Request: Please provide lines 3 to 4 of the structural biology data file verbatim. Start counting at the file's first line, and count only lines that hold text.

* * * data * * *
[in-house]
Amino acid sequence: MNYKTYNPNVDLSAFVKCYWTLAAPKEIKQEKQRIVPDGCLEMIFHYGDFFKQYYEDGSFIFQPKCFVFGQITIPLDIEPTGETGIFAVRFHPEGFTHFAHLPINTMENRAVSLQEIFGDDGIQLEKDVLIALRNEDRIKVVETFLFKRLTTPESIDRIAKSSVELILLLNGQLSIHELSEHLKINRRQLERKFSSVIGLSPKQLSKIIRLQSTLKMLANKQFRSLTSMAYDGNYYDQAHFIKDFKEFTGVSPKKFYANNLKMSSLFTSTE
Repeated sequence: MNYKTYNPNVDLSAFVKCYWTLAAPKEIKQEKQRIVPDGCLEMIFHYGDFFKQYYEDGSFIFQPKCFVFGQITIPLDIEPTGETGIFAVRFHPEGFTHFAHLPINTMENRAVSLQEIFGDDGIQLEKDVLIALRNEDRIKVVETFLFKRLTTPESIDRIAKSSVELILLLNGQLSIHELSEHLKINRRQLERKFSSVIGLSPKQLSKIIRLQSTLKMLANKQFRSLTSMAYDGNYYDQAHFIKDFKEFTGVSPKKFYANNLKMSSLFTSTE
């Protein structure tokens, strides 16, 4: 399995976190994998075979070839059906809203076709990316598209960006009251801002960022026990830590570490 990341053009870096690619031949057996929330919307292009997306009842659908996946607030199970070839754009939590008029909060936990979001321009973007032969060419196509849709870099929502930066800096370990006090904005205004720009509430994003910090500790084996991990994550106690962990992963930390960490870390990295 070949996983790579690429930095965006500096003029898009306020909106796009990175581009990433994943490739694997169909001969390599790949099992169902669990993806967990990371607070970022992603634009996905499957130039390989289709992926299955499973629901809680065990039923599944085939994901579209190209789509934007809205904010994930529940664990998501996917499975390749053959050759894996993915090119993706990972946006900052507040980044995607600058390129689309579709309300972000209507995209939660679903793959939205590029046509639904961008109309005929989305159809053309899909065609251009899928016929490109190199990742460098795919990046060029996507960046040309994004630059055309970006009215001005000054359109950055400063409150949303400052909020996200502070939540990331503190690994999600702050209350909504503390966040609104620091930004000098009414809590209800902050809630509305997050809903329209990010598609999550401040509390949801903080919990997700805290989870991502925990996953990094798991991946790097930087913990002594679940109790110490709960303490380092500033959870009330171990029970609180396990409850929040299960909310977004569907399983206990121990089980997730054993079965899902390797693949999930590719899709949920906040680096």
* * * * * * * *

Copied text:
Repeated sequence: MNYKTYNPNVDLSAFVKCYWTLAAPKEIKQEKQRIVPDGCLEMIFHYGDFFKQYYEDGSFIFQPKCFVFGQITIPLDIEPTGETGIFAVRFHPEGFTHFAHLPINTMENRAVSLQEIFGDDGIQLEKDVLIALRNEDRIKVVETFLFKRLTTPESIDRIAKSSVELILLLNGQLSIHELSEHLKINRRQLERKFSSVIGLSPKQLSKIIRLQSTLKMLANKQFRSLTSMAYDGNYYDQAHFIKDFKEFTGVSPKKFYANNLKMSSLFTSTE
């Protein structure tokens, strides 16, 4: 399995976190994998075979070839059906809203076709990316598209960006009251801002960022026990830590570490 990341053009870096690619031949057996929330919307292009997306009842659908996946607030199970070839754009939590008029909060936990979001321009973007032969060419196509849709870099929502930066800096370990006090904005205004720009509430994003910090500790084996991990994550106690962990992963930390960490870390990295 070949996983790579690429930095965006500096003029898009306020909106796009990175581009990433994943490739694997169909001969390599790949099992169902669990993806967990990371607070970022992603634009996905499957130039390989289709992926299955499973629901809680065990039923599944085939994901579209190209789509934007809205904010994930529940664990998501996917499975390749053959050759894996993915090119993706990972946006900052507040980044995607600058390129689309579709309300972000209507995209939660679903793959939205590029046509639904961008109309005929989305159809053309899909065609251009899928016929490109190199990742460098795919990046060029996507960046040309994004630059055309970006009215001005000054359109950055400063409150949303400052909020996200502070939540990331503190690994999600702050209350909504503390966040609104620091930004000098009414809590209800902050809630509305997050809903329209990010598609999550401040509390949801903080919990997700805290989870991502925990996953990094798991991946790097930087913990002594679940109790110490709960303490380092500033959870009330171990029970609180396990409850929040299960909310977004569907399983206990121990089980997730054993079965899902390797693949999930590719899709949920906040680096």